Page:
Aug. 1 (Bloomberg) -- Caribbean Airlines Ltd. said Guyana’s Civilian Aviation Authority will lead the investigation into the crash landing of a Boeing 737-800 this past weekend that injured dozens of passengers. No one was killed.
The plane, operating as Flight No. 523 from New York’s John F. Kennedy International Airport to Georgetown, Guyana, crashed at 1:32 a.m. local time on July 30, the airline said in a statement.
The U.S. National Transportation Safety Board and the Trinidad and Tobago Civil Aviation Authority will assist the Guyana aviation authority in the investigation, the airline said at a press conference this weekend in Georgetown.
Terry Williams, a spokesman for the NTSB, confirmed yesterday that the board was sending a team to assist with the accident probe.
Shanta Gohardhan, editor-in-chief for Guyana’s Government Information Agency, said in a telephone interview the aircraft “ran off” the airstrip at Cheddi Jagan International Airport in Georgetown. The plane broke in two, forward of the wings, as it overshot the runway and wound up in a gully, the agency said.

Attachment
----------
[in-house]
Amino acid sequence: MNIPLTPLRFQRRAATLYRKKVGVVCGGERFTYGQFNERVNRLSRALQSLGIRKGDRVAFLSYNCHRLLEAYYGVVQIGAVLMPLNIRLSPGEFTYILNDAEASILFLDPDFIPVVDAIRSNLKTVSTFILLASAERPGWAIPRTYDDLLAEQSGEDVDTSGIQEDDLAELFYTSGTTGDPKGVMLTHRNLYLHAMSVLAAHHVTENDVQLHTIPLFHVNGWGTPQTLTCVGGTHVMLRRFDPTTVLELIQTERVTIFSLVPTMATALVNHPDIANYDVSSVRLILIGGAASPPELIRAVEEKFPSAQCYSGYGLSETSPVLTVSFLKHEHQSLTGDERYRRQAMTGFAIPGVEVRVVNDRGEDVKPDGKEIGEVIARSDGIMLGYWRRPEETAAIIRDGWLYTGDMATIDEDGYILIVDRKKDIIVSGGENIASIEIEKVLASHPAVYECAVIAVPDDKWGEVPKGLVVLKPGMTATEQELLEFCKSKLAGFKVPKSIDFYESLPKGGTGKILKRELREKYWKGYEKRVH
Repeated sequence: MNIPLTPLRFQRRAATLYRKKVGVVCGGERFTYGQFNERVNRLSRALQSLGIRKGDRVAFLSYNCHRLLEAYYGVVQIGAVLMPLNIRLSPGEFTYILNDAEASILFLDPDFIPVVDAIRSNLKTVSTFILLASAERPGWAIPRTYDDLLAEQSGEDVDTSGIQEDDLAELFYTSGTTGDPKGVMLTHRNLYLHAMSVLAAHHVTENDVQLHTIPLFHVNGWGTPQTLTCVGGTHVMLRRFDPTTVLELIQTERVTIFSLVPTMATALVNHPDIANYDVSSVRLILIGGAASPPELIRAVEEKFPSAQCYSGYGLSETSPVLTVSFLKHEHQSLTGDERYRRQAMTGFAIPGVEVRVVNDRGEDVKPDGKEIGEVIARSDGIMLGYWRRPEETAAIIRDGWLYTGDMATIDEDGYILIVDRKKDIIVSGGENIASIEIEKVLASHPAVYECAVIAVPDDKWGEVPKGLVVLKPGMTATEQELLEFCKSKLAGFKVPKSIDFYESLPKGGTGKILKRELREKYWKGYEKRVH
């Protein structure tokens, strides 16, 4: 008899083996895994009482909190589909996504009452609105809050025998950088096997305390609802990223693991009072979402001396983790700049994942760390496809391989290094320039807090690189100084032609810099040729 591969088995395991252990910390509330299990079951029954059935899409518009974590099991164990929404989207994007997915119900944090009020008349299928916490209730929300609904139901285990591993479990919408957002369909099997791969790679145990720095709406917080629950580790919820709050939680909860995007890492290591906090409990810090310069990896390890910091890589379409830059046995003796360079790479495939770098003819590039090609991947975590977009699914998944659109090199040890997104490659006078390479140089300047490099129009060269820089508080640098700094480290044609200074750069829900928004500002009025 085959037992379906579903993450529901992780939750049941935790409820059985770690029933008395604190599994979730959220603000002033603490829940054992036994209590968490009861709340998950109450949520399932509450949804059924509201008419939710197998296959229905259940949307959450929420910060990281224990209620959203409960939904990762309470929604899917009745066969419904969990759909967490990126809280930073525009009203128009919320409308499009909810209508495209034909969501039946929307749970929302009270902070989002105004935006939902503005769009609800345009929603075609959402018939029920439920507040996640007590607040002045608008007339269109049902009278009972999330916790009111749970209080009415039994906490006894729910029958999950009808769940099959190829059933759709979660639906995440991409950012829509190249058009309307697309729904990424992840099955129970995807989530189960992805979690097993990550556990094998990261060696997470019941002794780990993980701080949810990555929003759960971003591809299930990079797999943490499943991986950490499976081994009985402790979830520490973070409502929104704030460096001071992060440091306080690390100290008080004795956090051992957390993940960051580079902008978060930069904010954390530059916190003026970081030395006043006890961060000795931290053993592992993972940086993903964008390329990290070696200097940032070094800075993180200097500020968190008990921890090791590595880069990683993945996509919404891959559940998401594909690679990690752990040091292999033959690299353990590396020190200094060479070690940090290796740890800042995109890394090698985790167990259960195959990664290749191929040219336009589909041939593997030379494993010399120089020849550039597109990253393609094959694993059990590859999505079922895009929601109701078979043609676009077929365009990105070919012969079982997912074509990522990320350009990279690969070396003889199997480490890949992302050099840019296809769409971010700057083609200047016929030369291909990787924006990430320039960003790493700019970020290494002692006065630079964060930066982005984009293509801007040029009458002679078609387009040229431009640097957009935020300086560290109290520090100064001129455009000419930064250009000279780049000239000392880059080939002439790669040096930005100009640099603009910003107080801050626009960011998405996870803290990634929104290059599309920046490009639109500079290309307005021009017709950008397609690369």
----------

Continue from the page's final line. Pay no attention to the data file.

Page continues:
Fifty-two people were treated at two hospitals, the statement said. Passengers were forced to exit the plane through its rear doors by either jumping or climbing to the ground.
Flights to Caribbean
The airline said the flight had stopped in Port of Spain, Trinidad, and was completing its journey to Georgetown when the incident occurred.
Caribbean Airlines has flights from Fort Lauderdale, Florida; Miami, New York, Philadelphia, and Toronto, to the Caribbean islands of Antigua, Barbados, Grenada, Trinidad and Tobago, as well as Guyana, Suriname and Venezuela in South America.
Venezuela borders Guyana to the west, Suriname to the east and Brazil to the south. The country was a former Dutch colony in the 17th century, and was controlled by the British by 1815, according to the CIA World Factbook. Guyana, which has a population of 744,768, gained its independence in 1966.
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